It’s finally here and I’m pretty excited that I can share it at last. My very first behind the scenes video.
This is from a shoot we did a while ago in Antwerp. In the video I go a little bit into detail about how the shoot came together.
I’ve been wanting to shoot some behind the scenes videos for a while now. However I had no second camera to film with. I still don’t actually.
Everything I used for this video was borrowed.
The the point and shoot camera we’ve filmed with: from my mom.
The microphone to record the voice-over: from my boyfriend.
The software to montage it all together: the 7-day trial of Premiere Pro.
Working on this video was such fun though. I guess it’s because its something new. It’s different than still images. As far as video goes I’m still in that experimental stage where you just try things and learn as you go along. I’m also quite happy with the end result of this first attempt.
I’ll have to acquire a video camera of my own if I want to going into more video though.
I’ve been looking at the Canon 80D as a video camera option, since it’ll fit with the gear I already have. And it can also serve as a back-up camera for when my main camera decides to give the ghost.
A little self review
Since this was a first attempt, and I pretty much went in without a plan, I’ve noted some points to improve upon next time.
- Move slowly: I shot some footage where I went for a closeup of the make-up table. And even though I thought I was moving slowly enough, after reviewing the footage I found it too fast and unpleasant to watch.
- Use a tripod: Not every piece of footage needs to be dynamic, moving in from left to right, circling the scene or whatever. Film from a tripod too. Combine dynamic scenes with more static vantage points to give the viewer a break, and make the video more pleasant.
- Watch for shake: At this point a gimbal would be too expensive to invest in, so for now we’ll just have to be a bit more mindful of the “bumpiness” of our movements.
- Know thy gear: Pretty self explanatory. I was probably shooting in the wrong mode on the little point and shoot. I think that some of the out of focus footage is a direct result from that.
- Shoot with a (bit of an) assembly plan: I had originally intended to put the footage to some music only. When I had finished assembling the video the end result was confusing though. The footage wasn’t shot with the purpose of making it a fashion video or a show reel. But the way it was put together made it seem like that’s what it was trying, and failing, to be.
The music only version didn’t work as a behind a scenes video either because there wasn’t any form of information about the shoot to have value as such.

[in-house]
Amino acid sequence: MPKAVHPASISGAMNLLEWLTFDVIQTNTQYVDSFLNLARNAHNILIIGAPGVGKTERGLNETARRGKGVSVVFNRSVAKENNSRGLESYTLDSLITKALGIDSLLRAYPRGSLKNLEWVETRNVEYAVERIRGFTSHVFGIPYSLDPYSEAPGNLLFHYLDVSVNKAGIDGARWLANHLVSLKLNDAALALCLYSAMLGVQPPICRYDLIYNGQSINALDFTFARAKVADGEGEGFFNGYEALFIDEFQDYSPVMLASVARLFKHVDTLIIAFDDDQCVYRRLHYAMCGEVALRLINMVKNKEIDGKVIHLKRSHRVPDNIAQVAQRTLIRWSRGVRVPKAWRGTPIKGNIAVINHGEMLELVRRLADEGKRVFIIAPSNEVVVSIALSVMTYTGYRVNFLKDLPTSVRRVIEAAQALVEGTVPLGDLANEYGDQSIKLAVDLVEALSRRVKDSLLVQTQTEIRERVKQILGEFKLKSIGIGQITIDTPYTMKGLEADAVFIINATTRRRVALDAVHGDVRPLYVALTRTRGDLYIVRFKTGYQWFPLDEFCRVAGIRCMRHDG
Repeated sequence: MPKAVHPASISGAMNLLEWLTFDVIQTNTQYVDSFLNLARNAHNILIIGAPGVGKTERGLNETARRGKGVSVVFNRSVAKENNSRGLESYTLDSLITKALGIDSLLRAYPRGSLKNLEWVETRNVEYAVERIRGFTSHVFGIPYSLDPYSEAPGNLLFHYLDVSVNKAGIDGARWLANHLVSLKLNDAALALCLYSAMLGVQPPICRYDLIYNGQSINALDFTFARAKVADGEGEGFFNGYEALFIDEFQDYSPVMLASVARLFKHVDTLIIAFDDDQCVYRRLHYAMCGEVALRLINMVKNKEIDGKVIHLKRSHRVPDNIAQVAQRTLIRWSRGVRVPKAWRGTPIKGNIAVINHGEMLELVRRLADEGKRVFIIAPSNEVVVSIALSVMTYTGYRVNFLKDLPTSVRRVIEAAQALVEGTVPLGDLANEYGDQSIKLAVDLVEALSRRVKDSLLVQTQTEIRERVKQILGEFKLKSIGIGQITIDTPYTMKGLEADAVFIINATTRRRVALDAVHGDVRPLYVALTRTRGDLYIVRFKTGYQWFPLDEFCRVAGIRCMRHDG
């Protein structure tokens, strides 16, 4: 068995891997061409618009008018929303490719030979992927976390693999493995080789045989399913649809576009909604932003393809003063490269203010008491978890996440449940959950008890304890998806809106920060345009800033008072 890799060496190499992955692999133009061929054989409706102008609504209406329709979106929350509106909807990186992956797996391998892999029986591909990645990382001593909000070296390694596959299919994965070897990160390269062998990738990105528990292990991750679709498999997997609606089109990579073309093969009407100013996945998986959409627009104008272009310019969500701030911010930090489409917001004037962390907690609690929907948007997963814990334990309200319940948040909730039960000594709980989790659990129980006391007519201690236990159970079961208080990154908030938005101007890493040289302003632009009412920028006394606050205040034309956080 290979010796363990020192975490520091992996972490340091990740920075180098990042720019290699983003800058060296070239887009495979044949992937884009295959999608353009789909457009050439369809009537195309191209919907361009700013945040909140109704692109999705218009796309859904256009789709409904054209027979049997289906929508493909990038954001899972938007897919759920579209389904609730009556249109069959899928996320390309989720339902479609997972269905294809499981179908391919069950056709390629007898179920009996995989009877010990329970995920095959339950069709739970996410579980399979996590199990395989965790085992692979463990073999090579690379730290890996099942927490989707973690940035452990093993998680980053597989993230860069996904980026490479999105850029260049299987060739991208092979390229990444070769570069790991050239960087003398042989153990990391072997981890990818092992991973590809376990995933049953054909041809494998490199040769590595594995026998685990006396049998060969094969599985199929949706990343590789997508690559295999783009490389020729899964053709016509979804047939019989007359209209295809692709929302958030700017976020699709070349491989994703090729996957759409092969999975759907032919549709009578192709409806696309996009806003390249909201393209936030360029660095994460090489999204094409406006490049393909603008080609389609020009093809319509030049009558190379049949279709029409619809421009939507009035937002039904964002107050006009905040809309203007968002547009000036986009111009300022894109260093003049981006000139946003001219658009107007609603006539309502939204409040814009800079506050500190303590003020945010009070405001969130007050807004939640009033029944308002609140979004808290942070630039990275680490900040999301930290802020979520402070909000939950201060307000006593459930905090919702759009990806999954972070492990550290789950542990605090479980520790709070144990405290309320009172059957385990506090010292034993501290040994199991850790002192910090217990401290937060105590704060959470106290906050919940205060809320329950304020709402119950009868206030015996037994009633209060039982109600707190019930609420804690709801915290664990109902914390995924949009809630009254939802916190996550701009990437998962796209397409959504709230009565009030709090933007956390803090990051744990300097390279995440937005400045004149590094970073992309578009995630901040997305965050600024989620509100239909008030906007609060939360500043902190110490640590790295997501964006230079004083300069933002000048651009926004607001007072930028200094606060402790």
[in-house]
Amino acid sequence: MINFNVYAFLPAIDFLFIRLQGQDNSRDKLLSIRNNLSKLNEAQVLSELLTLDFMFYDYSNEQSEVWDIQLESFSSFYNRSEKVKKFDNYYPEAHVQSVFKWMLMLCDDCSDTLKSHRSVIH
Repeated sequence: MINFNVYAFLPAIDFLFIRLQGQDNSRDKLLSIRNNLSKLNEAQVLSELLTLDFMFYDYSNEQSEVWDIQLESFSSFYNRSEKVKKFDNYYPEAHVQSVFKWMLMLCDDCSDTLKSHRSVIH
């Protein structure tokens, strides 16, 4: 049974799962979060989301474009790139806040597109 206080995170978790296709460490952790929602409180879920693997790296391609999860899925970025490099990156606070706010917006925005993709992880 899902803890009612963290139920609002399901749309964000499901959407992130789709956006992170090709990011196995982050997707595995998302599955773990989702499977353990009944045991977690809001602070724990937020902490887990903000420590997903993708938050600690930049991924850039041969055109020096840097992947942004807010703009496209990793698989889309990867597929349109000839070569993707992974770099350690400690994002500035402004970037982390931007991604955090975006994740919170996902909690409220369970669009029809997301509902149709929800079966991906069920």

After a few second opinions I decided I needed to add a voice-over to add more context to the video. However now I found that I was missing some footage to match the topic at hand. Or my text on a specific point was too long and the video had moved on to a different scene already.
- Sound is important: Honestly, bad sound makes me run away from videos so fast no matter how interested I might be in the content. For the initial voice-over recordings I used my webcam, which has a built in microphone. But since this was a webcam and not a microphone, its primary functionality is not exactly to record great sound. Those recordings turned out unusable. I used my boyfriends gaming microphone instead ( blue snowball iCE microphone)
- Script what you’re going to say: I tried to just talk about the shoot like it was a casual conversation. But I was falling over my words, I was forgetting what I was going to say…. Writing a script and reading it word for word made it much easier for me. Of course there’s no need to write it down word for word like I did. But do write down which points you want to touch upon at least, otherwise you might forget something.
- Voice over has its advantages: You can snip into your recordings as much as you like when you’re recording a voice over. Had a great take except for the very last sentence? Just re-record the last bit and add it to your video assembly seamlessly. Opposed to a video recording, where you’d have to redo the whole take to avoid a jumpy video.
Some things that I’d also like to look further into is how to colour grade video. I’m used to ‘selective colour‘ and ‘colour balance‘ for most of my colour work in Photoshop. But I’m not quite sure yet what the equivalent would be in Premiere.
I did some basic colour balance correcting on some snippets with the ‘colour balance effect‘. The ‘Lumetri‘ panel in Premiere ended up overwhelming me however. So I decided to leave creative colour grading for the next video.
During shoots I’d also like to record voices, so the videos can give a better sense of the interactions and directions during the shoot. I’ll have to do further research into what I’d need for that though.
As I mentioned above, I used the Premiere pro trial and that trial is now expired. At this point the monthly price tag for a very very occasional use of Premiere is just a tad too steep, and I can’t justify the expense. I’ve been trying out some freeware alternatives but none that I’ve tried offer quite everything that I’m looking for. So the search continues.